Have you ever wondered what your baby is hearing while she waits patiently to make her debut into the world? Can she hear you worrying about whether or not you'll be a good mom? Did she hear you and your partner arguing about how to put the crib together? You may think it's all just the whooshing sound of amniotic fluid in there, but here's what your baby can hear in utero.
According to What to Expect, at around week 16 of your pregnancy, your baby's ears have developed enough to be able to begin detecting some noise. And baby's hearing will improve as the weeks progress, until week 24, when many babies will begin to turn their heads in response to certain voices.
So keep talking to your baby and let him know how excited you are to meet him. According to Parenting, while he may not able to make out the specific words you're saying, he is hearing the sounds that are happening both inside and outside of your body (yes, he can hear your stomach when it's ready for lunch). And as the weeks go by, baby is learning to recognize the sound of his parent's voices. After all, he's definitely going to be hearing a lot of them when you're nagging him to clean up his room.
So here is what and how your baby hears things when they're still in the womb.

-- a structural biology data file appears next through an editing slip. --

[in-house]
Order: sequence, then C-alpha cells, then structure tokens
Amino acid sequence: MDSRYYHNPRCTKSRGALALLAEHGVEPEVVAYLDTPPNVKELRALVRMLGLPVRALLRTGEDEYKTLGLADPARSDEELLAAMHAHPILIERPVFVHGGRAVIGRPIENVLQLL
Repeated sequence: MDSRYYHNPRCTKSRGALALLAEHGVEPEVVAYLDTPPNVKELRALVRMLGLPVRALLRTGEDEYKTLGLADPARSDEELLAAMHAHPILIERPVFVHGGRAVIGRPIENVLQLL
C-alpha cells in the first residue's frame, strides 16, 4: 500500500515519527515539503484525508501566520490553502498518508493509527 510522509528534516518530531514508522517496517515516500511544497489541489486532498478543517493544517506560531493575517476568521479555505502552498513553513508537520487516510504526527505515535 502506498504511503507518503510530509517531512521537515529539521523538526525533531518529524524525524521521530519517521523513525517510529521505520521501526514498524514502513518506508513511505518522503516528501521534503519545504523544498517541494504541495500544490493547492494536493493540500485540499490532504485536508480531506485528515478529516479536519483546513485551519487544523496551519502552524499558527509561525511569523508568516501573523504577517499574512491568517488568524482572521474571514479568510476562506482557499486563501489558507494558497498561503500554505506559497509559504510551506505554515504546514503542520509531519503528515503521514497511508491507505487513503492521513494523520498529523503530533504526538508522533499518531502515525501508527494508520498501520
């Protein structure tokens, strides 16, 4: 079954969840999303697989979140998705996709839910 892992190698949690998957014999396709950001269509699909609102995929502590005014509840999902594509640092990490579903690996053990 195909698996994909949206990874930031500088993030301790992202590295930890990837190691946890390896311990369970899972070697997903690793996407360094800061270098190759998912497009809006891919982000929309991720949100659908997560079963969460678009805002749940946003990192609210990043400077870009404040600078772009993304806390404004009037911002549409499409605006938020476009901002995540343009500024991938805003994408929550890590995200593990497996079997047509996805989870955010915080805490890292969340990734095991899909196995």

According to What to Expect, the sounds your baby hears in utero are muffled. This is because the baby is surrounded by amniotic fluid and the various layers of your body.
According to Modern Mom, babies can hear the sound of their mother's heartbeat while inside the womb. As a matter of fact, from baby's perspective, the sound is about as loud as a vacuum cleaner.
As What to Expect points out, the sound of the mother's voice is clearest to baby while he is in the womb. This is because the sound of her voice reverberates throughout her body when she speaks.
According to Parenting, babies are beginning to learn their native language while still in the womb. It has been proven that babies will respond more to voices speaking in their mother's native language than those speaking in a foreign language.
If you're not a fan of classical music, you can breathe a sigh of relief. According to Pregnancy and Baby, there is no evidence that playing classical music for your baby while in the womb will make him smarter. In fact, there is some concern that using speakers to pump music directly into your baby bump can do more harm than good by disrupting your baby's sleep pattern.